Collection Categories

Our category system gives an insight into why a Collection Holder sets out to collect particular plants, and their vision for how the Collection will develop.

There are over 600 National Plant Collections at present, and all Collections are categorised into one of three types: Historic, Horticultural and Reference. This gives the gardening public an idea as to what sort of collection they can expect to see. And for anyone with a particular interest in, say, plants cultivated by a specific breeder or grown in a certain location, it points them in the right direction.

When people apply for Collection Holder status they are prompted to think about why they started their collection and what factors determine the plants they want to add in the future. Although many collections could fit into two or even three categories, the Collection Holder must choose the main one on their application form. For instance, there are Iris Collections that cover all categories: Iris (Sir Cedric Morris introductions) for Historic; Iris Miniature Tall Bearded for Horticultural, and Iris subgenus Scorpiris for Reference.


This is a collection of plants that has been grown in British or Irish gardens, with a connection defined by a common history or association, or by importance to society. An example of an historic collection is the Suffolk Garden Plants (20th Century Hardy) Collection, held by the Suffolk Punch Trust, which includes plants named for a place, person or object from the county of Suffolk. Examples of collections that are of importance to society include plants bred by a UK breeder or from a particular period, such as pre-1900 roses.

Another type of historical Collection is the one held by the Myddleton House
 Society at Myddleton House garden in north London. It is Crocus chrysanthus cvs, C. bilforus cvs. & cvs. raised by E.A. Bowles, a great Victorian plantsman who was popularly known as ‘The Crocus King’. This Collection began in 2004 in order to safeguard as many of the cultivars raised by Bowles as could be found.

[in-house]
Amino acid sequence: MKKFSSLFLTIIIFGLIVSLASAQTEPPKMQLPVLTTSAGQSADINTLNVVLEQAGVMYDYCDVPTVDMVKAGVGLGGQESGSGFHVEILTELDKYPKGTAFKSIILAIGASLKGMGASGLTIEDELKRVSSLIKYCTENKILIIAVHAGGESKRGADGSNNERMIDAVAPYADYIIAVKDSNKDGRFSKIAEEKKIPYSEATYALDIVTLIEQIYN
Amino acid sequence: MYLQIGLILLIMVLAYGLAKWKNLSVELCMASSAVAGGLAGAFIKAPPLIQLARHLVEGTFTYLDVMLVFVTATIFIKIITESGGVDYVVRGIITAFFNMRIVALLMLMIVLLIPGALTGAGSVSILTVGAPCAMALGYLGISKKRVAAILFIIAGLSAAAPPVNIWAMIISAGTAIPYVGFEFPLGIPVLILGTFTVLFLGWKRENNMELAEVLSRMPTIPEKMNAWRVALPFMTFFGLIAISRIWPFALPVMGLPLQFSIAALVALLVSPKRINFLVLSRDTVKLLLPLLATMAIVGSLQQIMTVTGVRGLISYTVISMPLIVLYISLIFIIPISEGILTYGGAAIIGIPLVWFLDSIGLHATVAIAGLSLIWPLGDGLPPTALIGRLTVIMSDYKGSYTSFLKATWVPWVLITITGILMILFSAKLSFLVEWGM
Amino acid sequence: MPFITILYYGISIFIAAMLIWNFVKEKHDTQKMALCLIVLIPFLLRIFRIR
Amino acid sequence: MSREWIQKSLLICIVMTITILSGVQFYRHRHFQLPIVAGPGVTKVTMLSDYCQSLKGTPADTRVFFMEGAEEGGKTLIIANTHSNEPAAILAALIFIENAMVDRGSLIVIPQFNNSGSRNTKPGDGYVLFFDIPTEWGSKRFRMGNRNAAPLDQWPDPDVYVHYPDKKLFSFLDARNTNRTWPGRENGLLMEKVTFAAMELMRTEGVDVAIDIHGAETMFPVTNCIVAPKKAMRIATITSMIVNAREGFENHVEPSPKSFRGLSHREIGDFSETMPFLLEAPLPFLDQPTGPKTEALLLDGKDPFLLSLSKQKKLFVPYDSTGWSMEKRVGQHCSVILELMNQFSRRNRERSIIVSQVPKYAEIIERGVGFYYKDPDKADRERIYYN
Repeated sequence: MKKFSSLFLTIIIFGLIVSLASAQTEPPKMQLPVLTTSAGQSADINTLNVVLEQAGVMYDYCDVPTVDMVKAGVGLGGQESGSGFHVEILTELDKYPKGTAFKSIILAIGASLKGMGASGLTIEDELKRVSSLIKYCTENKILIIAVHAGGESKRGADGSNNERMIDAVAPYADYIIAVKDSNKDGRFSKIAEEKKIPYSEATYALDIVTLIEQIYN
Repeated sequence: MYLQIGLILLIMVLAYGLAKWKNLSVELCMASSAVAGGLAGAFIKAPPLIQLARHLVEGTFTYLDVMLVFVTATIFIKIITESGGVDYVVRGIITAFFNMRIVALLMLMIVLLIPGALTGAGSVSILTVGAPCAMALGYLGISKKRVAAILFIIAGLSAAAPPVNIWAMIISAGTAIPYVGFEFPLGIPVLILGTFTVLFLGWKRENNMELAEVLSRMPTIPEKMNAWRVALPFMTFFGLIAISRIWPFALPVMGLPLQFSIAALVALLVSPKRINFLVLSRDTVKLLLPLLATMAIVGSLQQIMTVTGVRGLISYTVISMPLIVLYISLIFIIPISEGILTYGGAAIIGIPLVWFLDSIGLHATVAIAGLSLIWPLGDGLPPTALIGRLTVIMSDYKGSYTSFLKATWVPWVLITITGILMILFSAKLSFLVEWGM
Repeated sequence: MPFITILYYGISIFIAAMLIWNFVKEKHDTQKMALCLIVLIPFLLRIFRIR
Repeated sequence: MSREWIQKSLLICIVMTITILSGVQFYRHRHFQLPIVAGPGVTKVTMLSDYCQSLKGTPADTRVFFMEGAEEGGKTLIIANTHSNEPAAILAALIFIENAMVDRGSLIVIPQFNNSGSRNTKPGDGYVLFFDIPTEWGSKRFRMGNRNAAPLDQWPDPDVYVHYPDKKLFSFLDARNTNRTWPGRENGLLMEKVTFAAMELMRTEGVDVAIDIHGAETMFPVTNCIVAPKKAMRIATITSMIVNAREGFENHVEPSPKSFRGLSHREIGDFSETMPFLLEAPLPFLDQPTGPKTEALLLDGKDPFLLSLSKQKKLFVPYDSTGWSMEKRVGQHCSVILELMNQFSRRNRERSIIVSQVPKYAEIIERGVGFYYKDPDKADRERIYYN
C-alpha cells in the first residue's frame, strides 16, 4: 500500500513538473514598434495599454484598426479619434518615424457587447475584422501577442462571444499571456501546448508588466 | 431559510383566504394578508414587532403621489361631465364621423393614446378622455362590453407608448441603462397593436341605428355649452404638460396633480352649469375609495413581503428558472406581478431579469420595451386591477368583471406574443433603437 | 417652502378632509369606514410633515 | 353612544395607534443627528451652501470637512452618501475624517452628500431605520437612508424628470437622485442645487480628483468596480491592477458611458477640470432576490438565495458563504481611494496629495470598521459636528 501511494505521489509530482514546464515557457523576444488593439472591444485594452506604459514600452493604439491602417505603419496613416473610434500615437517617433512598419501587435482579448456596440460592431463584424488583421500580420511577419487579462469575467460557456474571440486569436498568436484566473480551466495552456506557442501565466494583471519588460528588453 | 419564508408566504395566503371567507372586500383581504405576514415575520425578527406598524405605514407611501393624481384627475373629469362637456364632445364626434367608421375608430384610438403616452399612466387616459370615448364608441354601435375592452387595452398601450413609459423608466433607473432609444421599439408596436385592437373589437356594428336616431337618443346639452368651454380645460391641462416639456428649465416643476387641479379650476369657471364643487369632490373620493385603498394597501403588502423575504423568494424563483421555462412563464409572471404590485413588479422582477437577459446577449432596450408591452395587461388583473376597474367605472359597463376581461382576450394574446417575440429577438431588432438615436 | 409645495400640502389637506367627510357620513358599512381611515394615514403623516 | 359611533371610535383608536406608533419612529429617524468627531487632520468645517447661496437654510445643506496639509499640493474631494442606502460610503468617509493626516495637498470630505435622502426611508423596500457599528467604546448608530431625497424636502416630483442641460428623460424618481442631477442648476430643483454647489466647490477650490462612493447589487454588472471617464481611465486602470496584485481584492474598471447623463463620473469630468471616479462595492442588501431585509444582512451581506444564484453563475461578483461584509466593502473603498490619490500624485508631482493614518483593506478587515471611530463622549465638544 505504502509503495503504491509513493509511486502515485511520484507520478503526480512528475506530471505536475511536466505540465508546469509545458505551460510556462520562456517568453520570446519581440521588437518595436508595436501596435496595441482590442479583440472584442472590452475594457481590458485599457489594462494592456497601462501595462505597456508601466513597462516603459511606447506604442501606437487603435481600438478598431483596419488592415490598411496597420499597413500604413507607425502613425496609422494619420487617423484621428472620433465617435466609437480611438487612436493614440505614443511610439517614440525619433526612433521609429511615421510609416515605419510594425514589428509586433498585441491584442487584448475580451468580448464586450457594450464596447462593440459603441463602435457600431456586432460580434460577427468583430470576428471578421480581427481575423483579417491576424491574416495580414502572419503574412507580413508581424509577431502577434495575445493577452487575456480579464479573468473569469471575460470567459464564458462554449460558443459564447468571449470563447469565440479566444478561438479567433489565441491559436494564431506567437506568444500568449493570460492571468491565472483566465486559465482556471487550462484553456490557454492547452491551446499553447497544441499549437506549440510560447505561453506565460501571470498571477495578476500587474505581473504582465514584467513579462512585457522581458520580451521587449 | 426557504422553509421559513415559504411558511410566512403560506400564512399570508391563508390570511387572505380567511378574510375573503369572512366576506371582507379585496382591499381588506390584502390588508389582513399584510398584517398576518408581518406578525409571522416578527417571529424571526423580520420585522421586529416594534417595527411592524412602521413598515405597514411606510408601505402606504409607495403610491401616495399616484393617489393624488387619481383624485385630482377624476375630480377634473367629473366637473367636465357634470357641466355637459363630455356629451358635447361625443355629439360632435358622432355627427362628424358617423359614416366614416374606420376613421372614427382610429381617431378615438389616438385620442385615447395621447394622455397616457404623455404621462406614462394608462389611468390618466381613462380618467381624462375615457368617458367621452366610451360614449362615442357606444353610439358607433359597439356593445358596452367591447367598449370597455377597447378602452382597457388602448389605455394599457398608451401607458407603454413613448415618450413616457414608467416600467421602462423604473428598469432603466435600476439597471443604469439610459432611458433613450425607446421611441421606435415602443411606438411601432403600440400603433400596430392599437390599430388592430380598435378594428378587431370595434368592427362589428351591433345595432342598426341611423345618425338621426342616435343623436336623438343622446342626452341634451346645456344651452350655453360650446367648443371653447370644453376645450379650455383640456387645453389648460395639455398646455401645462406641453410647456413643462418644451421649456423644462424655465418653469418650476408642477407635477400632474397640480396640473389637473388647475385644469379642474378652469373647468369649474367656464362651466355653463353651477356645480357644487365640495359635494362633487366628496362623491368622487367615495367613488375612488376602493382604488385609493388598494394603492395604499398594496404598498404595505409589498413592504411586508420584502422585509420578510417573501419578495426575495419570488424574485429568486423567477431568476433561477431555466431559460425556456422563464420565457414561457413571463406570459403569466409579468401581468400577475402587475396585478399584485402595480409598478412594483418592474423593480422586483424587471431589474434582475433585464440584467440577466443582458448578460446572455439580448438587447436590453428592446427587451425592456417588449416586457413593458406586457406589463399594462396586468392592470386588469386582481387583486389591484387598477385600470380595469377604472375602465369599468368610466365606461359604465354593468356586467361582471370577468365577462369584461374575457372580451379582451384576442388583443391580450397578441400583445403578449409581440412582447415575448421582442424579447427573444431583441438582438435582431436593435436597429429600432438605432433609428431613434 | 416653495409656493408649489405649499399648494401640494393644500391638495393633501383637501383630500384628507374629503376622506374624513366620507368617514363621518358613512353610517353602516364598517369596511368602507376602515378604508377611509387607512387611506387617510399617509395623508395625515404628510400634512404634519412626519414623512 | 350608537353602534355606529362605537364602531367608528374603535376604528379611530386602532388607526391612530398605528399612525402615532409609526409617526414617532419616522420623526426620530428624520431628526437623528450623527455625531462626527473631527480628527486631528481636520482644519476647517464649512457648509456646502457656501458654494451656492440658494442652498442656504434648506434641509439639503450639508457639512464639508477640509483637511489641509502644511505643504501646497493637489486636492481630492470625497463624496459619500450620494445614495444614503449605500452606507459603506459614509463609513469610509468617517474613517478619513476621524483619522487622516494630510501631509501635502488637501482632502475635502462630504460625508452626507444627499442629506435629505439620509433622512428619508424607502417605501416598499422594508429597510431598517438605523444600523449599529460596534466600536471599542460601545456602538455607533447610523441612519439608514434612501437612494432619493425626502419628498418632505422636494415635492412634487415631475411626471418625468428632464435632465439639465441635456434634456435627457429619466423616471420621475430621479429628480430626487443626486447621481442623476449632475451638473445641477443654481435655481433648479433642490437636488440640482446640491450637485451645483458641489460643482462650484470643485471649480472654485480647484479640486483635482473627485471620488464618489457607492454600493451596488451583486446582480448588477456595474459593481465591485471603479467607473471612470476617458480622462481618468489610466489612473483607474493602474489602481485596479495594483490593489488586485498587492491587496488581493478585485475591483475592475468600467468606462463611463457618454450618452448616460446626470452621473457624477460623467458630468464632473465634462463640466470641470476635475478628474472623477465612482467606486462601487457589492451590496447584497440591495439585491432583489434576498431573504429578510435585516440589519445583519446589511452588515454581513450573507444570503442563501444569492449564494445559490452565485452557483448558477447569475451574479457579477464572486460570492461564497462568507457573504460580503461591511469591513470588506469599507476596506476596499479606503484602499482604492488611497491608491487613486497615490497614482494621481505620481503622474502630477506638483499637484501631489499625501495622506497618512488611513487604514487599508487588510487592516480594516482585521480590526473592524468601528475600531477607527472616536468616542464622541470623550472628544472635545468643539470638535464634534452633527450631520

This embraces collections of garden plants of aesthetic or functional value. The Collection Holder may have a passion for a group of plants for their impressive flowers, foliage, scent or all of these things. Or they may be especially garden-worthy because, for example, they are pest- and disease-resistant or flourish in difficult conditions. Others collections may be started because they include plants that are attractive to pollinators (eg, Monarda and Nepeta held by Fi Reddaway. 
The functional aspects of a Horticultural collection are evident in groups of fruit-bearing trees, or the Collection of Vitis vinifera cvs. authorised for wine-making in the UK cvs (held by Mr Greenwood of New Hall Vineyards).


A group of plants which are important for taxonomic (naming) reference and research.
 Collections under this category have a research objective in mind – to try to grow the maximum diversity possible in a particular group of plants. 
Reference Collections are extremely useful to study various taxa in the same setting, under the same growing conditions – for example, Betula at Stone Lane Garden in Devon. They can also allow horticulturalists to identify unknown plants, by comparing them against what is grown in a Collection.
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